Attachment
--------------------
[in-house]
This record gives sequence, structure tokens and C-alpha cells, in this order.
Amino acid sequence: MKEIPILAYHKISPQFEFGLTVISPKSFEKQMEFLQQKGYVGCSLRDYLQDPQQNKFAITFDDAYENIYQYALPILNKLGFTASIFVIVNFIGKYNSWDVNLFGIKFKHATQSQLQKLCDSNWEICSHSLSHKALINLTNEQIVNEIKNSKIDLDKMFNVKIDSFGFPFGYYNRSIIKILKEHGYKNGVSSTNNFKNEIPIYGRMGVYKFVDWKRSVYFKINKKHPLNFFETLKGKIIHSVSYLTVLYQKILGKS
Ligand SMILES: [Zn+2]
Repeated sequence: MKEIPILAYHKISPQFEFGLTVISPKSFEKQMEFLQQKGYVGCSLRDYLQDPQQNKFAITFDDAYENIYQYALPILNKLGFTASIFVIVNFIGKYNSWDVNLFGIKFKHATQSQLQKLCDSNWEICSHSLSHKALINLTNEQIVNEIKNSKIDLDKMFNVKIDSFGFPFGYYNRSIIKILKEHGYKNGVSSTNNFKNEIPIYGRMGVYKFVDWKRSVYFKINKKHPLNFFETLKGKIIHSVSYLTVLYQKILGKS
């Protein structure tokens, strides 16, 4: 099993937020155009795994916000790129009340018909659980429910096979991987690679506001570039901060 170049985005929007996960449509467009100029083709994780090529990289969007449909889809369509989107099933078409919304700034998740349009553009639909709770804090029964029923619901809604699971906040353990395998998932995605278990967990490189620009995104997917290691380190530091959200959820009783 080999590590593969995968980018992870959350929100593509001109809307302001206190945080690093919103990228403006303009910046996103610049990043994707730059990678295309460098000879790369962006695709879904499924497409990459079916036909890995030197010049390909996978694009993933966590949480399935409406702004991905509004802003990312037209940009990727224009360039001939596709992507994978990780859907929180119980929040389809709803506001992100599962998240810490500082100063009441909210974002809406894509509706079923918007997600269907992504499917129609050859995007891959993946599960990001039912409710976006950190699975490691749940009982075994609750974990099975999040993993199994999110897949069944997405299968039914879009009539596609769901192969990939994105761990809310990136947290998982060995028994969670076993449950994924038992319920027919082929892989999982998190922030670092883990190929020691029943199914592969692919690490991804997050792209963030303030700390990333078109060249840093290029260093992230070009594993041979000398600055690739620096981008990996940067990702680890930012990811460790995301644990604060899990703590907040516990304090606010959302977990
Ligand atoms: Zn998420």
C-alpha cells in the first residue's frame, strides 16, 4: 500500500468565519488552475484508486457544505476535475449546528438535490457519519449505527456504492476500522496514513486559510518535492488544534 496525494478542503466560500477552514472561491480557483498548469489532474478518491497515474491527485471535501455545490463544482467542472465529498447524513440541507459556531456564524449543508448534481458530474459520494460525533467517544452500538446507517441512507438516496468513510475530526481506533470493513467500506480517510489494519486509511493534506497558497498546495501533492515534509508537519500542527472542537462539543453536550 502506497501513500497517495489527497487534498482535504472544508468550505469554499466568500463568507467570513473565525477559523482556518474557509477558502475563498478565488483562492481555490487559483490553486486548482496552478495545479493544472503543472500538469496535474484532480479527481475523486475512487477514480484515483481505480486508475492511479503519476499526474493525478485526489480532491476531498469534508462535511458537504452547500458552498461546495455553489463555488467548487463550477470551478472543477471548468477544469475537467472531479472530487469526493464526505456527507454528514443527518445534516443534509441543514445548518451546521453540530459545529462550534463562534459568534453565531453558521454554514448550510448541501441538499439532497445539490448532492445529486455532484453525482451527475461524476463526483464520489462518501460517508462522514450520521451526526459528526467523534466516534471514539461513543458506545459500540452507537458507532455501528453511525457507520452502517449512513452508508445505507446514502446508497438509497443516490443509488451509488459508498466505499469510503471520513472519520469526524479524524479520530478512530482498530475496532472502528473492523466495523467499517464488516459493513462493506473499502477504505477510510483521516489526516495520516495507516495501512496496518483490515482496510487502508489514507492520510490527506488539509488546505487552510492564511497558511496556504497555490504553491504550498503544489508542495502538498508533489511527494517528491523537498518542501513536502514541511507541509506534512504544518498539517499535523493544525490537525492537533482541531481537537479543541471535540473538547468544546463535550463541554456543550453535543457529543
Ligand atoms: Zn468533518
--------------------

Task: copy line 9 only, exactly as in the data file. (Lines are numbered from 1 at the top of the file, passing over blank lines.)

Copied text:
Ligand atoms: Zn468533518